So remember, there’s no need to give your kids the Myers-Briggs test to see how you should approach their education. 🙂 All you need to do is get to know them, observe how they do things, and, most importantly, ask them for their opinion. With this simple formula, there’s no telling where your homeschool year may take you!
A common theme among homeschoolers is, “Don’t be a slave to your curriculum!” The translation is: use your curriculum as a resource; you are not obligated to finish every last page. The key to a successful homeschool is flexibility. I’ve been thinking about this the last few days, and I think this theme can be added to labels, as well.
What do I mean by labels? In this case, I’m referring to differentiating between homeschoolers by their method- traditional, classical, eclectic, unschoolers. You get the picture. As with curriculum, this can be useful. Just as so eloquently stated by Sue Elvis on her blog,
“Labels are difficult. When they are used to separate people by excluding them (you’re not like us so you don’t belong), I hate them. But they can be good when they lead us to like-minded people who can support and encourage us. We sometimes need some reassurance we aren’t alone. When we were ‘doing our own thing’, I often felt alone and actually never talked about how we were homeschooling in case we were criticised. So saying all of that, even when we have adopted a certain label, this doesn’t mean we all have to be exactly the same…”
There is a time and a reason for these distinctions, but do not let yourself be bound by them! I think sometimes we can fall into the trap of defining our homeschool by these labels, and in doing so we can outright ban certain methods of learning because they don’t fit in with what those nifty handbooks say about our approach.
“We’re unschoolers, so we don’t ever use textbooks. We won’t even touch them.”
“Use a television show as a learning resource? No, thank you. They wouldn’t do that in school.”
“You want to read what??? But Charlotte Mason said that there’s no value in twaddle!”
Do you see what I’m getting at? I don’t see anything wrong with any of these homeschooling methods. In fact, I’ve probably used most of them. They all have value in their own way. My problem is with the inflexibility that can come from an attempt to follow each and every “rule” defining these man-made categories.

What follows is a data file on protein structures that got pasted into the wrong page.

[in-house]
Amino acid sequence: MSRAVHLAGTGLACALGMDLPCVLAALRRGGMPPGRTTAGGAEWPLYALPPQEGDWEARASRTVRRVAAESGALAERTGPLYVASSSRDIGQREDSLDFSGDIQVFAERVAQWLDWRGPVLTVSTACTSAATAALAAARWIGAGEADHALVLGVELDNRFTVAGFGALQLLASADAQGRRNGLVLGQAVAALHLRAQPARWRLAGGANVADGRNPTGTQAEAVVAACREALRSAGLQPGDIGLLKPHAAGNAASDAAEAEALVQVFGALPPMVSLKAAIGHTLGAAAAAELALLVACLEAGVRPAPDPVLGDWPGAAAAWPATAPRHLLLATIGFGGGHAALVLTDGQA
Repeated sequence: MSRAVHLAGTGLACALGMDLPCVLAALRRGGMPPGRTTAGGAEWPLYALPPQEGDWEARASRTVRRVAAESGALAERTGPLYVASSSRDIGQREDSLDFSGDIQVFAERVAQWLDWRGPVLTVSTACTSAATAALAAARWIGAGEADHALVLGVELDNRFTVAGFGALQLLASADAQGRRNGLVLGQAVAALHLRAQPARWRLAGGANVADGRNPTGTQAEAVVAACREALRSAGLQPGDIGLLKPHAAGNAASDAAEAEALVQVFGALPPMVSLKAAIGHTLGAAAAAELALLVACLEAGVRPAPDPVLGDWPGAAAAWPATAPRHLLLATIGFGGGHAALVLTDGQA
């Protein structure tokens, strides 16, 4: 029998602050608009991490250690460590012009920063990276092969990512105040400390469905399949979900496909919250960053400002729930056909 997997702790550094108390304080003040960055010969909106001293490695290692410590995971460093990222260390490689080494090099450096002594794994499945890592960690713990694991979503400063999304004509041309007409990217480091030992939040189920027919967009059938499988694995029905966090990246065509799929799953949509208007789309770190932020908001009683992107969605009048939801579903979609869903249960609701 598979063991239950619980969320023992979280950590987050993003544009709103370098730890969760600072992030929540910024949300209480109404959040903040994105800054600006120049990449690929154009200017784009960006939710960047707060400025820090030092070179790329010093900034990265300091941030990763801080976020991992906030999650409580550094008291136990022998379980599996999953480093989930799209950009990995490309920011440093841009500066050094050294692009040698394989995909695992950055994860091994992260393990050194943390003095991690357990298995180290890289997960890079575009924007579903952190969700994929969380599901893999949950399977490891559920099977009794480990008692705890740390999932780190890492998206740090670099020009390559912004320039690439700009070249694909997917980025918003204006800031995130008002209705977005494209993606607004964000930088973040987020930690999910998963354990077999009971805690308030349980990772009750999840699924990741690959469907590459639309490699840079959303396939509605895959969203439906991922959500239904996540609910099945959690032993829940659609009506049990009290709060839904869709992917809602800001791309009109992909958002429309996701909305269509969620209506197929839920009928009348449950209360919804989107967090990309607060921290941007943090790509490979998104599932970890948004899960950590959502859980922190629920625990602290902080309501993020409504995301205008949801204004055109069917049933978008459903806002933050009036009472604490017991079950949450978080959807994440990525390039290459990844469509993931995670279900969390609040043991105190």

I, myself, have perpetrated this kind of mentality because I was trying to fall neatly within the “unschooling” parameter. But then one day I realized that I was more interested in “following the rules” than I was in what my kids were actually doing.
As Sue commented, it is helpful to designate which group your homeschool most looks like because that is where you’ll find camaraderie and your main source of information for inspiration, but it should not be the only place you search for ideas and friendship. As an unschooler, I read homeschooling blogs of every nature; I truly find ingenuity in each and every kind, and sometimes I take ideas from these blogs and incorporate them into our day.
So, as a self-proclaimed unschooler, and in keeping with the nature of this post, I’m going to confess to some (or all- how much time do you have?) of the un-unschoolish things that go on in our house.
– I require my kids to read everyday at a designated time, so that it gets done.
– I read aloud to the children at a designated time everyday, so that it gets done.
– I choose the read-aloud books based on things that I think might interest my children, but they would never pursue on their own. I also incorporate a lot of historical fiction/non-fiction because my children aren’t big history buffs.
– My children have a math curriculum, which we try to work on everyday.
– I’ve started a family newsletter, for which I’ve asked for a submission from every child.
– I’ve assigned “jobs” for the newsletter, such as: proofreader, senior editor, copy editor, photo editor, layout designer, etc.
Some unschoolers may well gasp at the amount of structure in our day, but that’s okay. We don’t need to all look the same; in fact, I don’t think we would even if we tried to. So when you go about your homeschooling day, remember that these methods aren’t set in stone. Be flexible. Don’t be afraid to think outside the box. I promise you, your homeschool will thrive because of it.
Confession time! What do you think about homeschooling labels?